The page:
In the teeming Haitian capital of Port-au-Prince, a ritual is repeated with tragic regularity: groups of Haitians return after failing in attempts to illegally enter the United States. For one couple, Josène Sarius, 20, and her husband, Amos Constance, 27, their hope for escape ended when they walked down the gangway of the gleaming 210-foot U.S. Coast Guard cutter Diligence. Behind them came 70 other migrants—barefoot, lean and emptyhanded. Four days earlier their small wooden sailboat, Pinto, had broken up on reefs 100 miles east of Miami. There, the Coast Guard pulled them from the water and returned them to Haiti.
In her village of Latapie, 180 km north of Port-au-Prince, Sarius is subdued and sheepish: “I left because I had problems—no work, no money, no land,” she told Maclean’s. Now her problems are compounded by what some observers, including international aid agencies, claim is the danger of government reprisals against those who try and fail to reach the United States.
Since the early 1970s thousands have
fled from Haiti’s political repression and poverty; its average annual per capital income of $300 (U.S.) makes it the Western Hemisphere’s poorest nation. Most tried to reach the Florida coastline in dangerously overcrowded boats. Many drowned. In October, 1981, the bodies of 33 refugees washed ashore in front of Miami condominiums. Still, it is estimated that more than 50,000 mostly illiterate Haitians managed to illegally enter the United States. Under pressure from Florida officials, President Ronald Reagan ordered a “get tough” policy to control the illegal traffic in 1981. But after a lull, the human flood has resumed. In the last four months of 1984 alone, more than 2,000 Boat People were intercepted by the Coast Guard—a 300per-cent increase over 1983.
The Reagan administration supports the anti-Communist regime of President-for-life Jean-Claude (Baby Doc) Duvalier, but civil liberties groups demanded safeguards for the returned Haitians. According to Amnesty International, illegal migrants caught in Haitian waters by Haitian authorities have been imprisoned and beaten.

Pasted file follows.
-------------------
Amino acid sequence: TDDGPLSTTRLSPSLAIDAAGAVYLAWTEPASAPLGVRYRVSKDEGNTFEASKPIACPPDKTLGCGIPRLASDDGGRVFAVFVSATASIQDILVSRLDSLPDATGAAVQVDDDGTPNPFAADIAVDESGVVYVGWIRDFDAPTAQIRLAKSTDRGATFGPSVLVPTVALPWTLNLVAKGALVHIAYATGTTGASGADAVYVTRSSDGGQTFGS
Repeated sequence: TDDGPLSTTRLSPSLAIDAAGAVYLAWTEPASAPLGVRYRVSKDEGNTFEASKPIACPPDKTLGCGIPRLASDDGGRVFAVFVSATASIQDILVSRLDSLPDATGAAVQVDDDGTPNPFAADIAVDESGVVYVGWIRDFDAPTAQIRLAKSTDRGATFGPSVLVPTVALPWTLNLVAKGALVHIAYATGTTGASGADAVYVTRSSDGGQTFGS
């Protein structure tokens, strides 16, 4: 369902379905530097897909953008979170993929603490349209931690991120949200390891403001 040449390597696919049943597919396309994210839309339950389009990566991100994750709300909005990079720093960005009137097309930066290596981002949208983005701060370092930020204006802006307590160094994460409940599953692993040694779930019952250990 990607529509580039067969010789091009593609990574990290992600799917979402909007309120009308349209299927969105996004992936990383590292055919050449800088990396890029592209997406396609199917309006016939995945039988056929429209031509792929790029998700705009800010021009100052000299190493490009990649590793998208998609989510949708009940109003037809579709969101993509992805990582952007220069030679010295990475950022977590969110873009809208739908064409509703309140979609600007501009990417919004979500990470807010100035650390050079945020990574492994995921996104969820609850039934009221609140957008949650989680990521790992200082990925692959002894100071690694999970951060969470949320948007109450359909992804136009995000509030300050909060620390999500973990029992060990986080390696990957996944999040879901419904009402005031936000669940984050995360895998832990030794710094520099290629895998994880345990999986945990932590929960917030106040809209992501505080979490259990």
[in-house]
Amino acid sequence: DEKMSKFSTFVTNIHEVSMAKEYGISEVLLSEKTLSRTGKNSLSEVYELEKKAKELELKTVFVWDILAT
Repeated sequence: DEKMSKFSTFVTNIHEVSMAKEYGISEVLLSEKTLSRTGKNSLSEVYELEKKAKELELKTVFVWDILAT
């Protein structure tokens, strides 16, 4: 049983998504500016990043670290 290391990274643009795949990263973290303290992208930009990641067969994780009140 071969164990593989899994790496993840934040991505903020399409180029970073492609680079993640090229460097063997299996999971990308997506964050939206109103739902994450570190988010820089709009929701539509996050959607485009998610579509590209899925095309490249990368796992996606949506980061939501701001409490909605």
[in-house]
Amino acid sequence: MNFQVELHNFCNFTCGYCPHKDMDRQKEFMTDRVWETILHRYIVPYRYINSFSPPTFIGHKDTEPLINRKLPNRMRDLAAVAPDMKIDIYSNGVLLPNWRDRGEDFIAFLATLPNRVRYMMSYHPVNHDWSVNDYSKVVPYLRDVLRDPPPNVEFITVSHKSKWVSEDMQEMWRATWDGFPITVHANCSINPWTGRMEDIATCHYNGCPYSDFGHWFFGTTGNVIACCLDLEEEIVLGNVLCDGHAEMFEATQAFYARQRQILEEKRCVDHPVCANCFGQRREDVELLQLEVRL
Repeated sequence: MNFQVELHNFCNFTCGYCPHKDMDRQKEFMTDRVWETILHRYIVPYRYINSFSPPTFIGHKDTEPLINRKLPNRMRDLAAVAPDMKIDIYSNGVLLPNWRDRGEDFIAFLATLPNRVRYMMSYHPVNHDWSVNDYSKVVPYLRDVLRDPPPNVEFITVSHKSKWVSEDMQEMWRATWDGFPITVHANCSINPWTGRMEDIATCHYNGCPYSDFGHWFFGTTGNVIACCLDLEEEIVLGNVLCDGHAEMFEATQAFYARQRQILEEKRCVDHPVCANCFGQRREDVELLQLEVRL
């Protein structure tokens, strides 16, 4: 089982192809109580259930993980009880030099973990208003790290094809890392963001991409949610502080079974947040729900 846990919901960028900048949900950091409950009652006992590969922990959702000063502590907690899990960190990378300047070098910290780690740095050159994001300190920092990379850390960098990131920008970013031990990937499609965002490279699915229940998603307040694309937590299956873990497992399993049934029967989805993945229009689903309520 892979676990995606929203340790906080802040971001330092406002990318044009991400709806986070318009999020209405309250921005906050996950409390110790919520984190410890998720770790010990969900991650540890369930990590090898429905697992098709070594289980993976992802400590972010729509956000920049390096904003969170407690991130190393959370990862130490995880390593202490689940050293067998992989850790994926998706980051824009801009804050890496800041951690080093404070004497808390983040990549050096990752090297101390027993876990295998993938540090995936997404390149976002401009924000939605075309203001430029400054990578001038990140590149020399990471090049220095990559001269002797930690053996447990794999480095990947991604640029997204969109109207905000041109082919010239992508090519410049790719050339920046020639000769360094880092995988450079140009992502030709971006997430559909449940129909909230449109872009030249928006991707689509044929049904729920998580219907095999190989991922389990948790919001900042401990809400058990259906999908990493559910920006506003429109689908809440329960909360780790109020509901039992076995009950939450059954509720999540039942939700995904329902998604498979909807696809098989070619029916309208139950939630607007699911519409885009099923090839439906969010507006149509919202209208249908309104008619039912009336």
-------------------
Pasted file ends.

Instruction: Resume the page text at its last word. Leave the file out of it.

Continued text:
For its part, the Haitian government denies that the would-be emigrants face punitive measures. Said Jean Guy Marie-Louis, a Haitian official who oversees the return of would-be emigrants: “Nothing will happen to them—they are not guilty. They are poor and victims of the organizers of these trips.”
When they returned, Sarius and Constance were met at the port by a Creolespeaking U.S. Embassy official who listed their names and addresses for follow-up interviews. The Haitian Red Cross gave each returning migrant $20 and a small hamper of food and clothes. Because they are on that list, Sarius and Constance know they will not suffer reprisals: American officials say refugees known to international authorities are not harmed.
For Constance and Sarius it is punishment enough to return to the poverty that they tried to flee. They were clearly happy to see their neighbors and family members who gathered in front of their mud and thatch hut. But, said Sarius, “I have nothing to do here.” Neither she nor Constance can read or write. They do not own any land.
At best, Constance may be able to earn $1 a day working in the rice fields. Said a neighbor, Joanes Pierre: “Their parents are very poor and made a lot of expense to send them to Miami. Now it will be worse.” Added Constance: “We’ll walk to the Catholic church, and I’ll pray to God to give strength to my courage.” Now, Sarius and Constance must use their strength to pick up the pieces of a shattered dream.
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